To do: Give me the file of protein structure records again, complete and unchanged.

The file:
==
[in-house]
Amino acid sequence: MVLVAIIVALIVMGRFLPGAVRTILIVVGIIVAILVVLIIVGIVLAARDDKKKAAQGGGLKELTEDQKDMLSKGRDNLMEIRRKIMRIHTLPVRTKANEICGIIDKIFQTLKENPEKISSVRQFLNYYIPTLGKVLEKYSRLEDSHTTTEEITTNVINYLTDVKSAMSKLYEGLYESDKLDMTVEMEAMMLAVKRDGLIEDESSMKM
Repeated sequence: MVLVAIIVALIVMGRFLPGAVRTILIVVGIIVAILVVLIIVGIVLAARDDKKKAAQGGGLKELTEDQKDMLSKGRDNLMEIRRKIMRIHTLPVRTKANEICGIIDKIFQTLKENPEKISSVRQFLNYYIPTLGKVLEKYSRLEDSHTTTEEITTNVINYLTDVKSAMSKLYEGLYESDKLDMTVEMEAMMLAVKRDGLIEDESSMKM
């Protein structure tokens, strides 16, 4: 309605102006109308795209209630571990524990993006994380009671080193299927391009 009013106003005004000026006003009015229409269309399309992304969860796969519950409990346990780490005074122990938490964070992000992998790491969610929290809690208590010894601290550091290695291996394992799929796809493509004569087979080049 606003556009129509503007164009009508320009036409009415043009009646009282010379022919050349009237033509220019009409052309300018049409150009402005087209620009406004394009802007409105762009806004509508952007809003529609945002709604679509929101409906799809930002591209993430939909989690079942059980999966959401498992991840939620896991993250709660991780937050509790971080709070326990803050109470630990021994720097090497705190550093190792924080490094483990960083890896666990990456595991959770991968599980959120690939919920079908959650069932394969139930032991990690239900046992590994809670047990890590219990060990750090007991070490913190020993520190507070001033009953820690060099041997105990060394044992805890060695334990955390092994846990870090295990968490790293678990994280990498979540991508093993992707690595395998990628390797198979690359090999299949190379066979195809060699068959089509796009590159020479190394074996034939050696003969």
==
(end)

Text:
[in-house]
Amino acid sequence: MVLVAIIVALIVMGRFLPGAVRTILIVVGIIVAILVVLIIVGIVLAARDDKKKAAQGGGLKELTEDQKDMLSKGRDNLMEIRRKIMRIHTLPVRTKANEICGIIDKIFQTLKENPEKISSVRQFLNYYIPTLGKVLEKYSRLEDSHTTTEEITTNVINYLTDVKSAMSKLYEGLYESDKLDMTVEMEAMMLAVKRDGLIEDESSMKM
Repeated sequence: MVLVAIIVALIVMGRFLPGAVRTILIVVGIIVAILVVLIIVGIVLAARDDKKKAAQGGGLKELTEDQKDMLSKGRDNLMEIRRKIMRIHTLPVRTKANEICGIIDKIFQTLKENPEKISSVRQFLNYYIPTLGKVLEKYSRLEDSHTTTEEITTNVINYLTDVKSAMSKLYEGLYESDKLDMTVEMEAMMLAVKRDGLIEDESSMKM
């Protein structure tokens, strides 16, 4: 309605102006109308795209209630571990524990993006994380009671080193299927391009 009013106003005004000026006003009015229409269309399309992304969860796969519950409990346990780490005074122990938490964070992000992998790491969610929290809690208590010894601290550091290695291996394992799929796809493509004569087979080049 606003556009129509503007164009009508320009036409009415043009009646009282010379022919050349009237033509220019009409052309300018049409150009402005087209620009406004394009802007409105762009806004509508952007809003529609945002709604679509929101409906799809930002591209993430939909989690079942059980999966959401498992991840939620896991993250709660991780937050509790971080709070326990803050109470630990021994720097090497705190550093190792924080490094483990960083890896666990990456595991959770991968599980959120690939919920079908959650069932394969139930032991990690239900046992590994809670047990890590219990060990750090007991070490913190020993520190507070001033009953820690060099041997105990060394044992805890060695334990955390092994846990870090295990968490790293678990994280990498979540991508093993992707690595395998990628390797198979690359090999299949190379066979195809060699068959089509796009590159020479190394074996034939050696003969």